What might a matriarchy look like?

All societies tend to be male dominated in pretty much all walks of life, such as running the government and businesses. Governments that differ widely in ideology are often similar when it comes to the subordinate roles played by women. Given that the world is not in great shape, it is natural to speculate how things might be different if women ran things. Unfortunately there are no models of such structure.

But I came across this article by Angela Saini that looks that the Mosuo, an isolated community in southwest China, that is as close to a matriarchal society as one can get, and whose lives have been described by Choo Waihong in the book The Kingdom of Women. Choo grew up in Singapore but moved in with the Musuo and has become one of them. Her background gives her the ability to compare how a female-dominated society compares with a male-dominated one.

In this small tribe on the borders of Yunnan and Sichuan, near Tibet, children live in their mothers’ homes, and women practise what has been described by observers as “walking marriage”, choosing any number of sexual partners without commitment. The tribe worships a mountain goddess, named Gemu

Once they reach puberty, girls dress in skirts, in red and pink, while boys adopt trousers. The women tend to cook, and men are chosen to do the heavy manual work, although there appears to be little division of labour beyond these jobs. Gender does matter.

Everything else bucks the norm. At birth, a child belongs exclusively to her mother’s home. She is raised there, fed there. Her name, her identity, everything, comes from this family. Because of the practice of “walking marriage”, siblings often have different fathers, but this means little since the fathers themselves live away with their own mothers. This doesn’t mean that men aren’t raising children – they’re just not always raising their own. Their primary role is in supporting those in their mother’s home, including their sisters’ offspring.

This has a profound effect on behaviour and attitudes. Choo is quick to notice just how starkly the traditional stereotype of the meek, coy Chinese woman is overturned. “The Mosuo woman positively rocks with confidence. It is not an aggressive confidence but a self assurance that comes from deep within. I see it in her tall and straight-backed gait … She even sits tall,” she writes, with a mixture of envy and awe. On a night out (and Mosuo women like to party, she adds), the girls are the ones who stride up confidently to the men, to introduce themselves and buy a round of drinks.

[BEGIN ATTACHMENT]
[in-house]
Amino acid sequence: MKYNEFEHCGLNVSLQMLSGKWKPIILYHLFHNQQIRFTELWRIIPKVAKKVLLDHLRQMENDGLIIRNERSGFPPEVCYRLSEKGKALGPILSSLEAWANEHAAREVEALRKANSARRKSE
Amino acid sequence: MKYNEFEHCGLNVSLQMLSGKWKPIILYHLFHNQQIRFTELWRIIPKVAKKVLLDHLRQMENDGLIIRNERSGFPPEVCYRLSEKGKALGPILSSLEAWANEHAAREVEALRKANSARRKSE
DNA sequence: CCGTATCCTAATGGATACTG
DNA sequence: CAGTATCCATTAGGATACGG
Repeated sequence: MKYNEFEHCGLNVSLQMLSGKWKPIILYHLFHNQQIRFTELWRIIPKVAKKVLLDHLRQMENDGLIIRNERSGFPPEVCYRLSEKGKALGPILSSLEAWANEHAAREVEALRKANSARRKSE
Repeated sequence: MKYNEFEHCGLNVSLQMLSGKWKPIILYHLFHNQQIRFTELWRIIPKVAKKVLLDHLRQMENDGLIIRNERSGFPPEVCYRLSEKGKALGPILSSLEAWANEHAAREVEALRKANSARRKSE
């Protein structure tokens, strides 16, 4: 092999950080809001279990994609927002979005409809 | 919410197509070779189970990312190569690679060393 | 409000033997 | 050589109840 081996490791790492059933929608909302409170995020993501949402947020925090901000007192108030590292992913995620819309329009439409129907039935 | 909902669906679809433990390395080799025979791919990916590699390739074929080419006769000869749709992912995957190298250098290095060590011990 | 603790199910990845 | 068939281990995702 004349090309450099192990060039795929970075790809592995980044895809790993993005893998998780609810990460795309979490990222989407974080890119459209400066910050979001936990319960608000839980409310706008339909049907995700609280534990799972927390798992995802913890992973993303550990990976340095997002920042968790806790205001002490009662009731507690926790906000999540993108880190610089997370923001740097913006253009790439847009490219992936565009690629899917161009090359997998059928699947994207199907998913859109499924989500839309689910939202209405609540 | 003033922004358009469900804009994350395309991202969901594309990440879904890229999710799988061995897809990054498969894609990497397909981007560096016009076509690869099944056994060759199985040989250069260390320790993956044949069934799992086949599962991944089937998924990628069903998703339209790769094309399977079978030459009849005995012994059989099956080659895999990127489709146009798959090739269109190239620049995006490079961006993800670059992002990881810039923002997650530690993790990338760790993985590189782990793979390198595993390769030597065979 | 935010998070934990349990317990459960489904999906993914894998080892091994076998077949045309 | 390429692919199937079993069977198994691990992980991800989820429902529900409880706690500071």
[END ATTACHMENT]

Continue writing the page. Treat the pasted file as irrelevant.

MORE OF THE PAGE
Mosuo women enjoy a sexual freedom unheard of in China and most other parts of the world. When she comes of age, a young woman is given her own private “flower chamber”, in which she can welcome her male consorts – as many or as few as she chooses over her lifetime. This is her choice. It’s a world, in short, in which women have true agency.

Nearly every cultural norm is reversed. Unlike in the rest of China, where the sex ratio is grossly skewed in favour of boys because of selective abortion and foeticide, the arrival of a Mosuo daughter is a cause for celebration. It means the matrilineal bloodline will continue. And Choo is astonished to find that in this community her voice is automatically respected because she is a woman – not despite it.

More than anything, her experience is a lesson in what male privilege really means. What men in her own culture take for granted, for the first time, she can, too, because the tables are turned. Choo finds herself treated in a way she has never been before, for the simple fact that she now belongs to the dominant sex.

As Saini points out, there are constraints for women here too. Traditional roles still exist for the genders except that they are switched in many areas.

Saini writes that as is the case with most formerly isolated communities, modernity brings with it greater interaction with the outside world and the Mosuo’s days are likely numbered as new roads provide greater mobility, tourism grows, and young people move away, attracted by the cosmopolitan life in bigger cities.


  1. jaxkayaker says

    Do the men have multiple partners also? It doesn’t sound as if there are pair bonds, seemingly a confounding factor in the comparison to other cultures.

  2. Mano Singham says


    I have no idea how that extraneous symbol got in! I have eliminated it. Thanks.

  3. John Morales says

    Perhaps societies need be neither patriarchal nor matriarchal.

    (It’s not like matter and antimatter!)

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